So far as concerns the adoption of decisions that are binding on Members, the Council and the Commission established an ad hoc procedure in 1988 in agreement with the OECD. It was agreed that, where the proposed measure relates to matters falling within the competence of the Community, the Member State holding the presidency of the Council is to make a declaration drawing the attention of the other Members of the OECD to that situation and to the need for the Community to accept the decision. The Commission is to make an additional declaration accepting the measure on behalf of the Community and is to advise the Members of the OECD of the need to carry out the necessary Community procedures, if they have not already done so. Once those procedures have been completed, the Commission is to inform the OECD.

The OECD's activities concerning international investments led to the adoption in 1961 of the Code of Liberalization of Capital Movements and of the Code of Liberalization of Current Invisible Operations, which have been regularly improved since. Those are binding measures concerning direct initial foreign investment, the right of establishment and the restrictions imposed on non-resident investors. Those measures also led to the adoption of the 'Strengthened National Treatment Instrument'('the Strengthened Instrument'), concerning the treatment of established foreign-controlled undertakings. It consists of two parts, namely the Revised Section on National Treatment in the Declaration of 21 June 1976 on International Investment and Multinational Enterprises (hereinafter 'the Revised Declaration'), and the decisions annexed thereto, including the Third Decision which forms the subject-matter of this request for an opinion.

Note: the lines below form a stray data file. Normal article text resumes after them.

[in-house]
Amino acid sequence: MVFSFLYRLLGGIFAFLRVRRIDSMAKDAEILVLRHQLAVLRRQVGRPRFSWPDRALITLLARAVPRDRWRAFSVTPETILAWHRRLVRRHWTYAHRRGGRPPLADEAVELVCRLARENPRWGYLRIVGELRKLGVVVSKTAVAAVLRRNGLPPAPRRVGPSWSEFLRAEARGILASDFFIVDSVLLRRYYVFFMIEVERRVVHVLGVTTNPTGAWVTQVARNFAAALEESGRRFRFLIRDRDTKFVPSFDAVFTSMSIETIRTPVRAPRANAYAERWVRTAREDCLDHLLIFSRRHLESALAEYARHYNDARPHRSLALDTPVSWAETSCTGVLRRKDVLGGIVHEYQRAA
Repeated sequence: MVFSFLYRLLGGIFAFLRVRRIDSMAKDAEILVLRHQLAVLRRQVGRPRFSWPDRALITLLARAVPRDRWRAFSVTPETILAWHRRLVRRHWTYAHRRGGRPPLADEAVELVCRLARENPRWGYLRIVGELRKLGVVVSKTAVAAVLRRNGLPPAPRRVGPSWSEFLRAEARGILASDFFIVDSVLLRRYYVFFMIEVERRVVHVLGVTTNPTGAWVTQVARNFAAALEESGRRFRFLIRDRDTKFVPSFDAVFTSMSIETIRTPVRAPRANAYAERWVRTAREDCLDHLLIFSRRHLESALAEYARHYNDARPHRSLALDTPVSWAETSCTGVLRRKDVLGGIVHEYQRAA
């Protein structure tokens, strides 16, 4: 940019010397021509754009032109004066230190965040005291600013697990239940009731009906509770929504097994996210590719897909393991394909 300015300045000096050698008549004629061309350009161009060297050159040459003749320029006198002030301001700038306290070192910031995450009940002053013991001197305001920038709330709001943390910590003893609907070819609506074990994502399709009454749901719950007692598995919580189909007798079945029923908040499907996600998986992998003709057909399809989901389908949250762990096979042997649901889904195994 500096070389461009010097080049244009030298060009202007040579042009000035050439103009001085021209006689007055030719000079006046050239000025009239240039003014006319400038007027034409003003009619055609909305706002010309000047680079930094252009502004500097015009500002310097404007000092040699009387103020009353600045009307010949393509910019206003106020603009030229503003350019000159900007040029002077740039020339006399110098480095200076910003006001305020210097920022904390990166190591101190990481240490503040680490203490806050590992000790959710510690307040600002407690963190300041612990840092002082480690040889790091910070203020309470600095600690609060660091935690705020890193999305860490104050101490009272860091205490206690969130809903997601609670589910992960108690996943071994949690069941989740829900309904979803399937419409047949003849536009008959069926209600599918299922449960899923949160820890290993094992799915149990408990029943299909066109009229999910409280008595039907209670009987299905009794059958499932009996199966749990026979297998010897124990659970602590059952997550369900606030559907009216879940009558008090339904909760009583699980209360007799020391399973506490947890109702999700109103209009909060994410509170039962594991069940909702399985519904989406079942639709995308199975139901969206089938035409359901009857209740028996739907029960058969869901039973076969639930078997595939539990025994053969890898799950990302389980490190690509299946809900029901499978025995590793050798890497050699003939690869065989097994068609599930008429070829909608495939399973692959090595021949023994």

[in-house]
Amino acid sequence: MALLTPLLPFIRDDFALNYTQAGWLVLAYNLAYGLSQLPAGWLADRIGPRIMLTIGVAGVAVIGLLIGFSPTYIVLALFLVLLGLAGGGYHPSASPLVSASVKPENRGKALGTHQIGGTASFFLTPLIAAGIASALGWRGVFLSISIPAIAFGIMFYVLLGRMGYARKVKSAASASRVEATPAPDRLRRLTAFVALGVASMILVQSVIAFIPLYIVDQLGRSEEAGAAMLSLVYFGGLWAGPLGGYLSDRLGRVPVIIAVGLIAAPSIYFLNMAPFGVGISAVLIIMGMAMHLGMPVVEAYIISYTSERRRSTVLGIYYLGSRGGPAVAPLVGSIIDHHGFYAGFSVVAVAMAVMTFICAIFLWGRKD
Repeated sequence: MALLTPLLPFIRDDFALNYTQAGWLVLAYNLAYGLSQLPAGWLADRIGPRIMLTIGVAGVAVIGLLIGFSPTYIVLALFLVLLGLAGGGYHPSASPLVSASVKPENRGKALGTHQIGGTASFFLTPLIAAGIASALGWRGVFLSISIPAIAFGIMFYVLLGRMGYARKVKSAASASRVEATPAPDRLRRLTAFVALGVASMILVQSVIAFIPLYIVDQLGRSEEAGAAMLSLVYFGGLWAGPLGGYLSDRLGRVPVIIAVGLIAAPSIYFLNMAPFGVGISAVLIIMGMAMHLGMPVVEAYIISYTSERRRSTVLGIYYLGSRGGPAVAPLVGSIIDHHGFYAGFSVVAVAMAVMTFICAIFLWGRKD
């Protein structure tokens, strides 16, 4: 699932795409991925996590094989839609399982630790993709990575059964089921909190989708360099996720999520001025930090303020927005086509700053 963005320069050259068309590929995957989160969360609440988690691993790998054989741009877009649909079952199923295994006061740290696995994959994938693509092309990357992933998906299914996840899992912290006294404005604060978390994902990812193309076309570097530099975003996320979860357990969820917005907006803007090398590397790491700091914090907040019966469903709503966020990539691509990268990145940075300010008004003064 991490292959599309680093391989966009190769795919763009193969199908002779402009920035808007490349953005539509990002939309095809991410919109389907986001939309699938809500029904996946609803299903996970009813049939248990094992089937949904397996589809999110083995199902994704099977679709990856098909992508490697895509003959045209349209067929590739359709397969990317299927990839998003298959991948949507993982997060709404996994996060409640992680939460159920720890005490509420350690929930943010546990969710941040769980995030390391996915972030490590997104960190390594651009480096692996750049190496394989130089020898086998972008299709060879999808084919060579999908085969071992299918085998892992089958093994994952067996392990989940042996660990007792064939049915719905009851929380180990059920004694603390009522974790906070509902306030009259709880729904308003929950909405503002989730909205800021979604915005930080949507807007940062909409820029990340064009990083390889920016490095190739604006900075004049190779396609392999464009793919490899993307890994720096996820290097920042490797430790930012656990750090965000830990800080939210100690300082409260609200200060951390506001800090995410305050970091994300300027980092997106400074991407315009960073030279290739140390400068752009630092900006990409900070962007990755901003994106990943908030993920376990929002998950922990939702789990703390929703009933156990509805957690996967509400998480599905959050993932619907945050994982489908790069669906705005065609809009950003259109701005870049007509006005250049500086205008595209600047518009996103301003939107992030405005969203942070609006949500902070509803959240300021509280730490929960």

In the Revised Declaration, which is a policy statement, the OECD Member countries express the intention to accord to undertakings already established in their territory and controlled by nationals of another Member country treatment which is no less favourable than that accorded in like situations to domestic undertakings, subject to certain exceptions or derogations. The decisions annexed to the Revised Declaration, including the Third Decision, are binding on Member countries which did not abstain when those decisions were adopted.

The Third Decision repeals and replaces the Second Revised Decision of the Council of 17 May 1984 on national treatment.

B - Content of the decision

Article 1 of the Third Decision introduces a procedure for notifying the OECD of all measures constituting exceptions to national treatment within 60 days of their adoption by Members and of any other measures which have a bearing on national treatment. It is stated in a footnote that 'Members'means all the parties to the decision.

Under Article 2, the OECD is to examine periodically, and in principle at least every three years, the exceptions and other measures notified to it. The examinations are designed to assist Members to withdraw their exceptions and, as a general rule, are carried out by country.

Article 3 authorizes any Member to refer to the OECD if it considers that another Member has retained, introduced or reintroduced measures contrary to its undertakings with regard to national treatment.

Under Articles 4 and 5, the Committee on International Investment and Multinational Enterprises is to consider all questions concerning the interpretation or implementation of the Third Decision or of other Acts of the Council of the OECD relating to national treatment. More specifically, the Committee is responsible for the examination procedures under Articles 1, 2 and 3.

Article 6 provides that the decision is to be reviewed within three years.

Under Article 7, the decision, as well as any further decision amending it, is to be open for accession by the European Economic Community.

Finally, Annex A to the decision lists the exceptions to national treatment notified by Members under Article 1.

C - Procedure for approval on behalf of the Community